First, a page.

Tuesday, November 29, 2016

Meet your Vice-Prez Elect, Bob Epley!

BPMS MEMBER INTERVIEWS: We continue this month with our Vice-President Elect, Bob Epley...

Meet Bob Epley: Representing the Lower East Side, our incoming Vice President BOB EPLEY is a 58 year old residential architect. 

Growing up in Oregon, Bob was first exposed to the hobby of modeling in grade school. Classmates and their older brothers were already building models. So Bob took a stab at it with a mid-60s kit of a Ford Thunderbird by AMT that included a stick on vinyl top. From there he’d build about anything he could get his hands on. In those early years he picked up skills through trial and error and via advice from friends. As he got older he picked up tips and tricks from the guys at the local hobby shop. Like many in the hobby, his building slowed down by the end of high school. 

After taking time to attend the University of Oregon and Cornell University, Bob spent some time restoring antique cars, mostly Hudsons and Packards from the 50s.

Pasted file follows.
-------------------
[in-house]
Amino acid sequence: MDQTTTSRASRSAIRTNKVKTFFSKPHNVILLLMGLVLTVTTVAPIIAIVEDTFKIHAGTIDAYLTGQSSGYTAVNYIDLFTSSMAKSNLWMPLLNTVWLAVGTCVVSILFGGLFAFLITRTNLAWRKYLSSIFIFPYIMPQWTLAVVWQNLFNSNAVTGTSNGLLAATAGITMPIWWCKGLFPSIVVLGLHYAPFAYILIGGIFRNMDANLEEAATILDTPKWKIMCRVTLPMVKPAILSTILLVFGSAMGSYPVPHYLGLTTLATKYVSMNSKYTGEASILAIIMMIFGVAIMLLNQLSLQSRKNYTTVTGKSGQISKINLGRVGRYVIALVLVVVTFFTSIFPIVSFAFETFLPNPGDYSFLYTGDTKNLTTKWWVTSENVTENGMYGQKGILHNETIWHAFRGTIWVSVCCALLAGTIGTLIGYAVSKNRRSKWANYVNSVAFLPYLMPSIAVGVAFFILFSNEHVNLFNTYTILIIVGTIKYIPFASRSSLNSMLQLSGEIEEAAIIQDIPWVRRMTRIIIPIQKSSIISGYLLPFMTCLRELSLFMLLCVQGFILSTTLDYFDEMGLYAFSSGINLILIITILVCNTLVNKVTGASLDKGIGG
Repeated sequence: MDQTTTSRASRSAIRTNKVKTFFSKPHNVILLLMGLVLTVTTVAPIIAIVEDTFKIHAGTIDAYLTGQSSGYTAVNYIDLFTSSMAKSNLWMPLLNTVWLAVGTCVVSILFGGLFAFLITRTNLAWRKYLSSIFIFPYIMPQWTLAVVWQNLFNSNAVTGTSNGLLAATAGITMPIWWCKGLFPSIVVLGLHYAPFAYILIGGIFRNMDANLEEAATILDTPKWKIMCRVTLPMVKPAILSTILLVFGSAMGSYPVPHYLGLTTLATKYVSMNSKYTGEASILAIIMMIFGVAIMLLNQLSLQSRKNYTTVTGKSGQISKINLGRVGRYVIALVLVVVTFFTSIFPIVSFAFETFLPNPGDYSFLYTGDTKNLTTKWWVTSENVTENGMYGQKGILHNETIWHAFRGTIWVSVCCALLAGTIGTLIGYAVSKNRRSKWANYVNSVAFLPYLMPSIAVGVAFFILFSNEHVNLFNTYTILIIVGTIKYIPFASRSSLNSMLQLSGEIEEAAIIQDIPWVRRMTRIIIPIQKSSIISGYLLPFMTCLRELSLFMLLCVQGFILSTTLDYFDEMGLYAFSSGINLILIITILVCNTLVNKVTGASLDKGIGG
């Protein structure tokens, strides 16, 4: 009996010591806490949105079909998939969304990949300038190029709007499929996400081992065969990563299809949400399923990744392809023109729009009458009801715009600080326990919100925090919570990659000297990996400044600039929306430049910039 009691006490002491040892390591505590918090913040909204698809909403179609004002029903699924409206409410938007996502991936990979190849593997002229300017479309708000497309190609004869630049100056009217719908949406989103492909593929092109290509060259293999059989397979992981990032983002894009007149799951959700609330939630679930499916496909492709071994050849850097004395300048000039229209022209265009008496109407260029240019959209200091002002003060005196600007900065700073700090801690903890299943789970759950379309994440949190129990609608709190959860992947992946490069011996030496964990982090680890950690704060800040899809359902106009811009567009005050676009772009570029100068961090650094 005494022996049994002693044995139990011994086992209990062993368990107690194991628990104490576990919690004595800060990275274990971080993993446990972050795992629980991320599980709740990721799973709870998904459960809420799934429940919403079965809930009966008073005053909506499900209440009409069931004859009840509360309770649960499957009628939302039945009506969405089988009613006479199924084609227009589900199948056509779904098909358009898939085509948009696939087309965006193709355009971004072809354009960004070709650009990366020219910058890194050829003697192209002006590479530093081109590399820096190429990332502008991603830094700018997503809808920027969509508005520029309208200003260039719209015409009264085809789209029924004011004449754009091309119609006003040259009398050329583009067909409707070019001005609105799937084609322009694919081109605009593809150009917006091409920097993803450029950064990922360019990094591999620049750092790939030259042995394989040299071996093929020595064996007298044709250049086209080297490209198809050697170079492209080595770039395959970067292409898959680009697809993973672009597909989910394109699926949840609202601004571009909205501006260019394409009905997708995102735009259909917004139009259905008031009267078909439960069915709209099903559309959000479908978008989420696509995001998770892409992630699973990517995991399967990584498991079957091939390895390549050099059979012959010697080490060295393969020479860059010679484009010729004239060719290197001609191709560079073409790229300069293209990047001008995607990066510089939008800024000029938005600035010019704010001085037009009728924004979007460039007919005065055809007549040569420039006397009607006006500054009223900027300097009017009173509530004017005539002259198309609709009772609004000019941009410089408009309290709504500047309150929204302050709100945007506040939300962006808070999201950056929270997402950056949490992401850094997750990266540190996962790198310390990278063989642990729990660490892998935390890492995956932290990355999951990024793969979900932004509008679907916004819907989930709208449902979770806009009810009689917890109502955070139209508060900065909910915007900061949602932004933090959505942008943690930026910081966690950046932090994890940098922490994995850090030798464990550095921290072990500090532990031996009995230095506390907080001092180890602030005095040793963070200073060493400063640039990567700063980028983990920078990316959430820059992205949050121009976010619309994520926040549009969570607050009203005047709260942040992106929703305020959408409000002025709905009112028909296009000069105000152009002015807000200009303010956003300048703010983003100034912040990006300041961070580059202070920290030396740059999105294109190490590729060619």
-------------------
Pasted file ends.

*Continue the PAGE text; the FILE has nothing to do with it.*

After a 20 year break from models, Bob picked it up again when he moved to New York. He converted a coat closet into a small work space with a desk and shelves. When comes time to airbrush, he has to set up his spray booth in the kitchen, which is time consuming. As a result spraying occurs about once per month. In 2008 his wife told him about a local model club that she found on the internet and suggested attending a meeting. That was when Bob got to meet the BPMS. Thanks to the club and online videos, Bob was able to learn more and enhance his hobby skills. 

Nowadays Bob builds just about any type of kit except for ships. While he doesn’t have a favorite model, Bob enjoys the challenges each kit presents. He doesn’t have any models that he’s really looking forward to getting, he’s happy whittling down his stash at home. 

Bob believes the hobby is doing well in Japan and most of Europe. “I can’t keep up with the huge number of kits and supplies being introduced every month,” Bob says. He believes that modelers are entering the hobby at a later time in their lives. He also agrees with two stark realities of the hobby today: Not many kids build models anymore and that the independent local hobby shop is a thing of the past. 

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